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August 16, 2019

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Safety Training

Promoting workplace safety: More than a checklist

The importance of the physical safety of employees in the workplace cannot be ignored by business owners. Unfortunately, according to Alex Wilkins, Head of Business Development at iHASCO, many businesses fail to implement the correct measures that will help them achieve necessary safety levels, which drive greater efficiency and productivity.

Alex WilkinsRegardless of the working environment, all businesses should prioritise employee safety and make sure that each worker has the knowledge and expertise to carry out their tasks without harm to their health or that of others. But why is physical health in the workplace so imperative? And how can businesses implement the correct processes to ensure compliance and promote safety?

Duty of care

With some staff spending more time in the workplace than at home, it is imperative for businesses to remember the importance of managing their employee’s physical health. It is not just a ‘nice touch’ to look after employees – it is the law. Since the introduction of various Health and Safety Acts, including the Health and Safety at Work Act in 1974 and the Fire Safety Order 2005 businesses have been forced to accept their greater duty of care.

Specifically, these Acts require workplaces to provide the following: adequate training of staff to ensure the health and safety procedures are understood and adhered to, adequate welfare provisions for staff at work, a safe working environment that is properly maintained and where operations within it are conducted safely and with suitable provision of relevant information, instruction and supervision.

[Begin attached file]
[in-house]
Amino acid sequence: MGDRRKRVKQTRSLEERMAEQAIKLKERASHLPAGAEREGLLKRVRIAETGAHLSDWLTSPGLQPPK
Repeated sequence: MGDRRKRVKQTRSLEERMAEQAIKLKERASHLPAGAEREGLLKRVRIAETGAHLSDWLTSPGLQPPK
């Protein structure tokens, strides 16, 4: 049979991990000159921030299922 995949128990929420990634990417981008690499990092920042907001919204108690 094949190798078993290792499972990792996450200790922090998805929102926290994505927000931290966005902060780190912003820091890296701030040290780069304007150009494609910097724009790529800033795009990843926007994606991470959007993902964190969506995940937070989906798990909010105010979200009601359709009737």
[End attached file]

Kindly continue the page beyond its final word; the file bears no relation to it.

While many have disputed the ambiguity surrounding the fact that these duties are qualified with the words ‘so far as is reasonably practicable’, it has delivered a shift in societal attitudes by demonstrating a business’ responsibility to properly safeguard its workforce. On the other hand, some training can simply not be avoided, take fire awareness as an example, all staff, regardless of what environment they work in legally require fire awareness training. Similarly, those using display screen equipment legally require training, usually referred to as ‘DSE training’ or ‘VDU training’.

Carelessness has a cost

Without proper safety measures in place, businesses can expect to suffer from a range of factors including increased work-related injuries, falls in productivity and even costly lawsuits and compensation claims. With that in mind, it comes as a real surprise that so many are still not arming their staff with the knowledge to protect themselves.

Take the retail sector, which counts three million employees in the UK. If these workers don’t have the correct health and safety knowledge to, for instance, move stock correctly, a straightforward task can easily result in the employee injuring themselves, or others in the process. If we look to the construction industry, which reports a shocking 60,000 deaths on construction sites every year, ensuring that these workers know how to keep safe can even be a matter of life and death.